COVID-19 Dominates Legal Questions from Employers
The past two years have been a whirlwind for employers and employees alike as the pandemic created major changes in the workplace that are not necessarily short term.
Lawyers based in Central Virginia helped us navigate some of the most pressing legal issues businesses will face in 2022: vaccine mandates, remote work and medical marijuana.
When President Joe Biden mandated vaccines for certain categories of workers in September 2021, he set off a firestorm of protests from employees and concerns by employers.
“I joke that we’re all just becoming vaccine lawyers,” said Patrick Bolling, an attorney with Woods Rogers PLC.
While the 5th Circuit Court of Appeals struck down the mandate for employers with more than 100 employees in November, legal challenges will continue. “It’s being challenged in virtually every state,” Bolling said. “Everyone is completely confused.”
In the meantime, employment lawyers recommend that health care providers, federal workers and federal contractors, and companies with more than 100 employees, prepare for the Jan. 4, 2022 deadline to have their employees fully vaccinated.
“The hottest topic right now is who pays for the testing?” Bolling said, adding that employers are not likely required to pay for the testing. Some companies, however, may decide that they can’t afford to lose employees who refuse vaccines and may choose to hire vendors to do weekly testing.
Bolling also noted that employers only have to accommodate employees’ religious and health exemption requests if they do not create an undue hardship. For example, a nursing home or childcare facility that serves vulnerable populations has every right to terminate employees who refuse the vaccine.
John Falcone, an attorney with Petty, Livingston, Dawson & Richards PC, agrees that the vaccine mandate has raised a lot of questions, but he maintains that it’s positive because it protects employees, customers and the general public. “Absolutely, it’s good for business,” he said.
Falcone noted that employers can also say no to testing if it is too expensive or too much of an administrative hassle. In general, employers have the upper hand when it comes to determining how and whether to accommodate employees who refuse vaccinations.
Another work topic that has arisen from the COVID-19 pandemic is the question of returning to a common workplace after working from home. Some employees have high anxiety about contracting COVID and want to continue to work remotely.
“Accommodations under the Americans With Disabilities Act (ADA) are on such a case-by-case basis, it’s hard to come out with any generalized rules or tests as to what would qualify,” said Gary Coates, an attorney with Freeman, Dunn, Lucy & Coates PC.
A disability is considered a mental or physical condition that disrupts one or more major life activities, Coates said, and it requires medical documentation. COVID-related anxiety might be accommodated with a segregated workspace, he noted, but added that the pandemic has raised even larger issues. Many employers are realizing they don’t need to pay for expensive office space, while some find their employees are more efficient working from home. Of course, some jobs might be impossible or less efficient with workers away from the job site. Some smaller employers may need workers on site to be physically present to answer phones or meet clients.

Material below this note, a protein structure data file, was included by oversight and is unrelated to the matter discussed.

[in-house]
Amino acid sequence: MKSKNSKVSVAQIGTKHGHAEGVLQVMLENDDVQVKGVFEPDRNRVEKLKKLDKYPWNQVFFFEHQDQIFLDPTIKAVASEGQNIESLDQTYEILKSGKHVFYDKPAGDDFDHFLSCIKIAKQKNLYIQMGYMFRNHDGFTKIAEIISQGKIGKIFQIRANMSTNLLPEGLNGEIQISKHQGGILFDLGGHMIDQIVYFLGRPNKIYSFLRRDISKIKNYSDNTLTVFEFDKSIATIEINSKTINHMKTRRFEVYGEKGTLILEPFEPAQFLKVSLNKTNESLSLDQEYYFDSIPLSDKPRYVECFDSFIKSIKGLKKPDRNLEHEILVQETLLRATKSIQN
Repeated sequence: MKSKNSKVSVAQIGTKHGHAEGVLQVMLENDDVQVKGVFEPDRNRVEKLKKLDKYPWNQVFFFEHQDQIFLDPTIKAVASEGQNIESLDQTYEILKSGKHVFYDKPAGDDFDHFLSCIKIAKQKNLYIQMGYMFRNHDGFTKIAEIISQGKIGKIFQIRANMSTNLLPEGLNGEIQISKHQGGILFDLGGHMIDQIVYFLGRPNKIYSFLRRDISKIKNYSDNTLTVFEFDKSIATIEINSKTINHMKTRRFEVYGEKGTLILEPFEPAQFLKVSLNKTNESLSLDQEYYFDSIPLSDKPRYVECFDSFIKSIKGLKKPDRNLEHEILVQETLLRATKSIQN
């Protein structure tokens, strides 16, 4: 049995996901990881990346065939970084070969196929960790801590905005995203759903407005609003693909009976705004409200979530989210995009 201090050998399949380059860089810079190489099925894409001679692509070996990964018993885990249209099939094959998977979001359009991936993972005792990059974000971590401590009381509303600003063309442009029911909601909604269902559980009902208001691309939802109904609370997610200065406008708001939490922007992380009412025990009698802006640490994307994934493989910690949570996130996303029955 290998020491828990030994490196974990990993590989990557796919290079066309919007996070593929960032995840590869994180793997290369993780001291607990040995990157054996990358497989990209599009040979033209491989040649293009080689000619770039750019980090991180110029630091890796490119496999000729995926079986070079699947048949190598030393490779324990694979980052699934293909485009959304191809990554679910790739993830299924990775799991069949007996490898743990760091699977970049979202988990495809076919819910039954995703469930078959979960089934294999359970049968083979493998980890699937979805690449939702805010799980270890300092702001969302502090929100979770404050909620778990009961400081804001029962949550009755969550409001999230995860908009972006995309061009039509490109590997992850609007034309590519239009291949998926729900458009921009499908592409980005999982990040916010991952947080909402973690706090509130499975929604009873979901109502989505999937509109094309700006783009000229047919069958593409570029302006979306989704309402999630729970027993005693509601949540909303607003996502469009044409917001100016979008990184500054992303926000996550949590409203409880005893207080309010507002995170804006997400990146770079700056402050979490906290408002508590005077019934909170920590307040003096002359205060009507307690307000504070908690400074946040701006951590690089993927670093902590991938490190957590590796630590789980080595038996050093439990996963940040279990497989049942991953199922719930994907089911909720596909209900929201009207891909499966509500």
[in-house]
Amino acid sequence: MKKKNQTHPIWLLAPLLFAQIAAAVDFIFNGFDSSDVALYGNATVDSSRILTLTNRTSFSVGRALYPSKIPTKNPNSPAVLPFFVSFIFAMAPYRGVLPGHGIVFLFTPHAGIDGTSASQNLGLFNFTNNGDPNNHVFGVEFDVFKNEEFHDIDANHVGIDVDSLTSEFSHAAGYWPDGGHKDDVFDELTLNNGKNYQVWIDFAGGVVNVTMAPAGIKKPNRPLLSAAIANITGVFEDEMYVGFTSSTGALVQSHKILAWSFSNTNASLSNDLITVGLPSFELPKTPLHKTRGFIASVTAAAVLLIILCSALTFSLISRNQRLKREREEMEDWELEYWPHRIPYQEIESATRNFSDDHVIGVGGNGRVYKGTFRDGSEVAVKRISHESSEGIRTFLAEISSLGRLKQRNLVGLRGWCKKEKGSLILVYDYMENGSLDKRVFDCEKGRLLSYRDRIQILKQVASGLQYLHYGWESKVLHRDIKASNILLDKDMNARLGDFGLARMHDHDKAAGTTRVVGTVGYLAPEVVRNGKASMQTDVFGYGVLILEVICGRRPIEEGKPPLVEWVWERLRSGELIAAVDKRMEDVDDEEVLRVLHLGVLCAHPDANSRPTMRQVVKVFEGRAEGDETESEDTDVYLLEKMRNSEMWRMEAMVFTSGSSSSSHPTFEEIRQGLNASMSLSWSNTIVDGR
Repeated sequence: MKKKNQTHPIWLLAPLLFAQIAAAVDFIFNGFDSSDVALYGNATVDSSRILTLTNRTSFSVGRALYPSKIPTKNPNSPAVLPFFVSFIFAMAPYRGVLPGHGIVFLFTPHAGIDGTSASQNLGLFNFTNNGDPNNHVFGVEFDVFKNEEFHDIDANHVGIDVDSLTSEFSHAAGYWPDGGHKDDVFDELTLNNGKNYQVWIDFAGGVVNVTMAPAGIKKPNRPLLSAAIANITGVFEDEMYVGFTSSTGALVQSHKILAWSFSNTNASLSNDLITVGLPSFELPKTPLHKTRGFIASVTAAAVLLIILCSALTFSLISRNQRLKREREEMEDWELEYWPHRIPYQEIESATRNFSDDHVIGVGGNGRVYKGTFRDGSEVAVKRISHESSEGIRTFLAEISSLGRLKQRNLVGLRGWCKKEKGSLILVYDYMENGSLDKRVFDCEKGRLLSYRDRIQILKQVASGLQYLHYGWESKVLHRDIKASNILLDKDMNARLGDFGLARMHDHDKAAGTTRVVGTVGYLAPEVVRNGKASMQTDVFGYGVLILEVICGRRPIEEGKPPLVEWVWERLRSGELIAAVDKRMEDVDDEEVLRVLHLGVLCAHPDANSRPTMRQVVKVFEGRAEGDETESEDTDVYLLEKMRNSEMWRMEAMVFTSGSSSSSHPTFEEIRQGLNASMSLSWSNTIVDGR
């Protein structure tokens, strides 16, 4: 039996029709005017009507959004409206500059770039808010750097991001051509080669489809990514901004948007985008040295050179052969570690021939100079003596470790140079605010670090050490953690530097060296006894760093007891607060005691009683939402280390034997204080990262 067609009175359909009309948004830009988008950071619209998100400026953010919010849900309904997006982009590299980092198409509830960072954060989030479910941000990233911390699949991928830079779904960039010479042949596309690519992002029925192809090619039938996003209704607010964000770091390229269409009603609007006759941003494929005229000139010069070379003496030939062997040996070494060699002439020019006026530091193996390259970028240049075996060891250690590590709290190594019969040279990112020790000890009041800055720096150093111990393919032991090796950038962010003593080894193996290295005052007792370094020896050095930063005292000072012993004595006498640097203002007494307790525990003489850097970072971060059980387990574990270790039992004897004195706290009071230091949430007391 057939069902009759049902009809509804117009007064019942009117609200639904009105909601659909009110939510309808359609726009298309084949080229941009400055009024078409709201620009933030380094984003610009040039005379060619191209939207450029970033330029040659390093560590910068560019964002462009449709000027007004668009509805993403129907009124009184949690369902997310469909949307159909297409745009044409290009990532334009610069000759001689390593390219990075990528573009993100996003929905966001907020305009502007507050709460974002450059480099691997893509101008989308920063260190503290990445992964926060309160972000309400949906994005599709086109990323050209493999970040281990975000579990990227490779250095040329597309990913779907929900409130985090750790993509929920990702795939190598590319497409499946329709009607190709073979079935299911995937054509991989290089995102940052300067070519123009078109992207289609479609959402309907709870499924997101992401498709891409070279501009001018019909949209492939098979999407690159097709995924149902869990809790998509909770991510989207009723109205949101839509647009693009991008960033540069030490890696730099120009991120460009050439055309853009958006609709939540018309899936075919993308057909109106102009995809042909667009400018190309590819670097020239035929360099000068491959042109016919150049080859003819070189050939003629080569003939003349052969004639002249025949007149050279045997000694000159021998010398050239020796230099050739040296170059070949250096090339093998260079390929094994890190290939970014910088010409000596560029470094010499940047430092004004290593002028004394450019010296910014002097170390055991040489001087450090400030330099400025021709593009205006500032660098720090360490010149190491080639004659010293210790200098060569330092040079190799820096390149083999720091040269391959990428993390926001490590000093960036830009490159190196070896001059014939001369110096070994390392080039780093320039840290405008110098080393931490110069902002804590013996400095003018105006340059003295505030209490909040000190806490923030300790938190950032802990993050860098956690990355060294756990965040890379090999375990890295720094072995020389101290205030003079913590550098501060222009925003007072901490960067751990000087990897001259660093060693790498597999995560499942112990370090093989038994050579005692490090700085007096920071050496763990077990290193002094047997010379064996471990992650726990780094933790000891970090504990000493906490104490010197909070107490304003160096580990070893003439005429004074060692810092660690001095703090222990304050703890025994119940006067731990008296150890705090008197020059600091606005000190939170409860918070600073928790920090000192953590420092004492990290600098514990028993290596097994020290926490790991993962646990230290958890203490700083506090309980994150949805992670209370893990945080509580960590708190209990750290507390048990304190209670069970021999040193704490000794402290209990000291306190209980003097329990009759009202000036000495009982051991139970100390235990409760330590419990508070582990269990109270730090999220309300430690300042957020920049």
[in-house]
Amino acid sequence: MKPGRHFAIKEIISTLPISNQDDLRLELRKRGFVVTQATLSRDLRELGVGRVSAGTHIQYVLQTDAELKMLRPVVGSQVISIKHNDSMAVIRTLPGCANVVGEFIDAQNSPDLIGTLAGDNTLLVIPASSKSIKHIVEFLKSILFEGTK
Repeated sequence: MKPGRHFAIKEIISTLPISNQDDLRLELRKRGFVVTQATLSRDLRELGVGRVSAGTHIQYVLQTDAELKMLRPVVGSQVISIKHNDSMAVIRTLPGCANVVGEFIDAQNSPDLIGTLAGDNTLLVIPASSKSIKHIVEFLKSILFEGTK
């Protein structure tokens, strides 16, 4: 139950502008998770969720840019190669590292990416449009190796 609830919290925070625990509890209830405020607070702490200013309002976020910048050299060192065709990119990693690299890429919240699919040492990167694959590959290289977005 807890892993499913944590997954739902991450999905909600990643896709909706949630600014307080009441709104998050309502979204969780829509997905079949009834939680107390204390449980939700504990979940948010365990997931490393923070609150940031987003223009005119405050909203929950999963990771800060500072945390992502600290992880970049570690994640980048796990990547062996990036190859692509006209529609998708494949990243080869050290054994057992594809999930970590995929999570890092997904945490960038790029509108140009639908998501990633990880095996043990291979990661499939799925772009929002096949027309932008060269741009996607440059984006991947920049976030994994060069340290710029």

Bolling says it all comes back to what constitutes a reasonable accommodation. For example, an employee who needs to stand at a desk might reasonably expect his employer to provide a desk that raises and lowers, but refusal to come to work where attendance is an essential function of the job could result in termination.
Another growing concern is the long-term effects of COVID-19 on those who have survived the virus but continue to have symptoms, referred to as long COVID, Bolling noted. Recent studies suggest that up to 50 percent of those who have had the virus continue to have health problems related to it.
Lawyers are also getting a lot of questions about medical marijuana. While Virginia now allows it, there are only a handful of dispensaries in the state, Coates noted, adding, “Doctors have to be registered with the state to provide it. You can’t just see any doctor.” There is also a lot of paperwork that takes time to complete.
Falcone said employers have been asking a lot of questions about drug testing. “If an employee tests positive, but is not otherwise impaired, the employer can’t take action against the employee for that reason,” he said.
The bottom line, however, is one must not be impaired at work, and employers have the right to prevent employees from possessing marijuana at work.
Some employers have stopped including marijuana in their tests, Falcone said, but noted it’s trickier for employers with federal contracts because marijuana is still illegal under federal law.
Bolling advises employers to be careful and be sure to document any actions by an employee that could lead to firing to prove they are not discriminating against those with a medical marijuana prescription.
Most companies continue to conduct drug testing during the hiring process, but are more likely subsequently to test when there is a reasonable suspicion that the employee is impaired or when there has been an accident at work.
All three of these issues are likely to continue to raise questions and concerns for the foreseeable future, particularly as the political party in power continues to seesaw back and forth.